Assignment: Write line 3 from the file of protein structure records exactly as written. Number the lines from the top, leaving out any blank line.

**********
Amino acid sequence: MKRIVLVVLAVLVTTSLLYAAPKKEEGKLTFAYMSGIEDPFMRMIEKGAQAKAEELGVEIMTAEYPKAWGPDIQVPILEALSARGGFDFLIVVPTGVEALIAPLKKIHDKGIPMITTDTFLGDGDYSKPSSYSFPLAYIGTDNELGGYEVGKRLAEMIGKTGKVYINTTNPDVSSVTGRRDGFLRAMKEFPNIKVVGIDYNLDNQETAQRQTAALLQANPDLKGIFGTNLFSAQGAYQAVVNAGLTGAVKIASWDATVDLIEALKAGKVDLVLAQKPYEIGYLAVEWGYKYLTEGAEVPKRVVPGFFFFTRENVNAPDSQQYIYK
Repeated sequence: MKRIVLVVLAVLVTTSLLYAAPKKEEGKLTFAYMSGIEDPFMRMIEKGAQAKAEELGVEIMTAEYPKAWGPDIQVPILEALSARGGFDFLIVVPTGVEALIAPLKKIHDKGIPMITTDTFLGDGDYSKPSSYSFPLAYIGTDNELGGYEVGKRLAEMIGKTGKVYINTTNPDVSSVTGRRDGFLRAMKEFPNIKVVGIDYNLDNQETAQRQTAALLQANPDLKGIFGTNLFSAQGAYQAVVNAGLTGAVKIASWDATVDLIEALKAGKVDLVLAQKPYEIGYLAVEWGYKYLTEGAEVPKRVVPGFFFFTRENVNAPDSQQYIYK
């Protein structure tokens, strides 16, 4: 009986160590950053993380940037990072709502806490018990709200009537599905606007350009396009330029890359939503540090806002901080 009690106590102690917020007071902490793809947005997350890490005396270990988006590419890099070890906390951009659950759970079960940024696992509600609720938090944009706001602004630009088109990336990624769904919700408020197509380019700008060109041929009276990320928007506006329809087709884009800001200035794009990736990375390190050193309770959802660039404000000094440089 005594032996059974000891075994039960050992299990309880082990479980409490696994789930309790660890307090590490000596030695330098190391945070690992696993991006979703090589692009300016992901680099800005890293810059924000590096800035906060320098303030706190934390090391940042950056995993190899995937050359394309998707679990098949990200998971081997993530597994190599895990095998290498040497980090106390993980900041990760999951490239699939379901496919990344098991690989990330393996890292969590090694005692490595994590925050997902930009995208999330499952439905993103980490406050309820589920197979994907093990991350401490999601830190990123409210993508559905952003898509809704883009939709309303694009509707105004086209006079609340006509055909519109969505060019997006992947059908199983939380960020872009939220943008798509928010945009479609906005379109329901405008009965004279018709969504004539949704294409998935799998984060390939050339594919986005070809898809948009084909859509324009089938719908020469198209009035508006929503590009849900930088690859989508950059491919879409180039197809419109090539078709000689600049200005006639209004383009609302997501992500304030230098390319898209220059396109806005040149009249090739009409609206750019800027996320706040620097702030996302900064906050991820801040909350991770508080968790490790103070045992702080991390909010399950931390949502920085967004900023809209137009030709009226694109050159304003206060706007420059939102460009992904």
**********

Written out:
């Protein structure tokens, strides 16, 4: 009986160590950053993380940037990072709502806490018990709200009537599905606007350009396009330029890359939503540090806002901080 009690106590102690917020007071902490793809947005997350890490005396270990988006590419890099070890906390951009659950759970079960940024696992509600609720938090944009706001602004630009088109990336990624769904919700408020197509380019700008060109041929009276990320928007506006329809087709884009800001200035794009990736990375390190050193309770959802660039404000000094440089 005594032996059974000891075994039960050992299990309880082990479980409490696994789930309790660890307090590490000596030695330098190391945070690992696993991006979703090589692009300016992901680099800005890293810059924000590096800035906060320098303030706190934390090391940042950056995993190899995937050359394309998707679990098949990200998971081997993530597994190599895990095998290498040497980090106390993980900041990760999951490239699939379901496919990344098991690989990330393996890292969590090694005692490595994590925050997902930009995208999330499952439905993103980490406050309820589920197979994907093990991350401490999601830190990123409210993508559905952003898509809704883009939709309303694009509707105004086209006079609340006509055909519109969505060019997006992947059908199983939380960020872009939220943008798509928010945009479609906005379109329901405008009965004279018709969504004539949704294409998935799998984060390939050339594919986005070809898809948009084909859509324009089938719908020469198209009035508006929503590009849900930088690859989508950059491919879409180039197809419109090539078709000689600049200005006639209004383009609302997501992500304030230098390319898209220059396109806005040149009249090739009409609206750019800027996320706040620097702030996302900064906050991820801040909350991770508080968790490790103070045992702080991390909010399950931390949502920085967004900023809209137009030709009226694109050159304003206060706007420059939102460009992904």